‘Patch Act’ Seeks to Avert WannaCry-like Attacks

The bill would make hidden cyber glitches transparent to corporations.
David KatzMay 22, 2017

Companies could gain greater visibility into hidden cyber vulnerabilities like the one exploited in the recent massive “WannaCry” ransomware attack if the members of Congress who introduced the PATCH Act last week get their way.

Young Asian male frustrated, confused and headache by WannaCry ransomware attack on desktop screen, notebook and smartphone, cyber attack internet security concept

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Introduced last week just days after the attack, which hit organizations in about 150 countries, the bipartisan Protecting our Ability To Counter Hacking (PATCH) Act seeks to make “zero-day vulnerabilities” exploited by the U.S. government more transparent to the private sector.  

Companies need to know their exposure to malware to defend their systems against attacks by hackers who have breached the National Security Agency and other government bodies and obtained cyber weapons to use against corporate systems, the bill’s sponsors suggest.

“It is essential that government agencies make zero-day vulnerabilities known to vendors whenever possible, and the PATCH Act requires the government to swiftly balance the need to disclose vulnerabilities with other national security interests,” said Wisconsin Sen. Ron Johnson, a Republican sponsor of the legislation.

The bill would formalize an informal policy, called the Vulnerabilities Equities Process, according to which the government decides “whether to disclose a software vulnerability to the software manufacturer, or instead to keep it secret,” Rep. Ted Lieu, a California Democrat and one of the bills sponsors, said in a press release. “Currently the Vulnerabilities Equities Process is not transparent and few people understand how the government makes these critical decisions.”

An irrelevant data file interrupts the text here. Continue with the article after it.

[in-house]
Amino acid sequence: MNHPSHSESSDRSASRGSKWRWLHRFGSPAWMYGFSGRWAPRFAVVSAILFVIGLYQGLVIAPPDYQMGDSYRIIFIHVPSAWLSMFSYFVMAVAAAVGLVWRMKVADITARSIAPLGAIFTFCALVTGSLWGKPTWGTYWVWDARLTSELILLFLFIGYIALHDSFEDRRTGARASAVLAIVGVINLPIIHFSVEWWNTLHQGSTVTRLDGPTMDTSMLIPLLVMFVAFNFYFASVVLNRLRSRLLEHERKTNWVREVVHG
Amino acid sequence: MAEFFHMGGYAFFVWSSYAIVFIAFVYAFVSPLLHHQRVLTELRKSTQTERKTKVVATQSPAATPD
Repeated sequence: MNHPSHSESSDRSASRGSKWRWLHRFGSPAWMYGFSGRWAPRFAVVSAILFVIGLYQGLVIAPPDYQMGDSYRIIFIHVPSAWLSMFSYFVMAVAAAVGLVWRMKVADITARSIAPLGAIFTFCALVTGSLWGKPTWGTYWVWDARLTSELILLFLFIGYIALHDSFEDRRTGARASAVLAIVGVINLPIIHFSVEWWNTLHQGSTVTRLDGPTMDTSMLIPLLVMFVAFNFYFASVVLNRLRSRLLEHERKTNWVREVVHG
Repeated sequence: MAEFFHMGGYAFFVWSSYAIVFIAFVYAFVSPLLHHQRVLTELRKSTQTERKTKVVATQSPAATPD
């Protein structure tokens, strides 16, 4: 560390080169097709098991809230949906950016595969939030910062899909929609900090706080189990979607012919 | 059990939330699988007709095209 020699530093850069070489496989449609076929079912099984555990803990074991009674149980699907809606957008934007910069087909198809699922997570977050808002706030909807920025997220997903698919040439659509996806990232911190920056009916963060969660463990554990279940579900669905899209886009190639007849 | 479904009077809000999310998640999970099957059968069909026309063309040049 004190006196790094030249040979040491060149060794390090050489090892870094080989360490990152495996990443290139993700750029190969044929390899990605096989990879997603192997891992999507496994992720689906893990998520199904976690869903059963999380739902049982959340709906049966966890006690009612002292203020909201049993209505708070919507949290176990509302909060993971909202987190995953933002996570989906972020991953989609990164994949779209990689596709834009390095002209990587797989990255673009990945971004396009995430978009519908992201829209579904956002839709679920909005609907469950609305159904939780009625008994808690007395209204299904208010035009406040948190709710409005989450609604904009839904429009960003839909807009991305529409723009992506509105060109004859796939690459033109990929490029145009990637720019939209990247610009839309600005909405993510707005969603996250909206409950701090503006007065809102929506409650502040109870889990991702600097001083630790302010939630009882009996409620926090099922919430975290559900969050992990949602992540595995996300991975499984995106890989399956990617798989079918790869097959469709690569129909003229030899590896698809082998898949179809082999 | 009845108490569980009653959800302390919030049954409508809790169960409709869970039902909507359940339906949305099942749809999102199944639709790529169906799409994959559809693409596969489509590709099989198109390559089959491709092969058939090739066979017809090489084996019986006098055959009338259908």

In place of the process, the bill would establish an 18-member Vulnerability Equities Review Board including the Secretary of Homeland Security, the director of the FBI,  and the Director of National Intelligence or their designees. The board would set policies on “whether, when, how, to whom, and to what degree information about a vulnerability that is not publicly known should be shared or released by the federal government to a non-federal entity.”

If the policies established are unclassified, the board would report them to the public.

In the WannaCry attack, the hackers spread ransomware by using a stolen piece of malware, reportedly developed by the National Security Agency, to penetrate a vulnerability in the Microsoft Windows operating system, according to the Los Angeles Times. The Windows flaw, which could only affect older systems, wasn’t itself a zero-day vulnerability because Microsoft had previously issued a warning about it.

Named because once the flaws are discovered, software developers have zero days to “patch” or fix them, such previously unknown vulnerabilities can be used to fuel ransomware and other types of cyberattacks. The knowledge of zero-day vulnerabilities is bought and sold by highly skilled software criminals in what amounts to a lucrative black market.

But the U.S. government also sometimes discovers or buys “zero days.” “Usually the U.S. government discloses these vulnerabilities to the vendor so they can be fixed, but sometimes it retains them and exploits them for national security purposes,” said Sen. Bill Schatz, a Hawaii Democrat and one of the bill’s sponsors, in a statement.

In 2013, the Washington Post reported that the NSA secretly spent more than $25 million to buy “‘software vulnerabilities’ from private malware vendors.”

The Trump Administration has sought to defend the NSA, according to The Financial Times. “This was not a tool developed by the NSA to hold ransom data,” Tom Bossert, Homeland Security adviser to President Donald Trump, told the newspaper.

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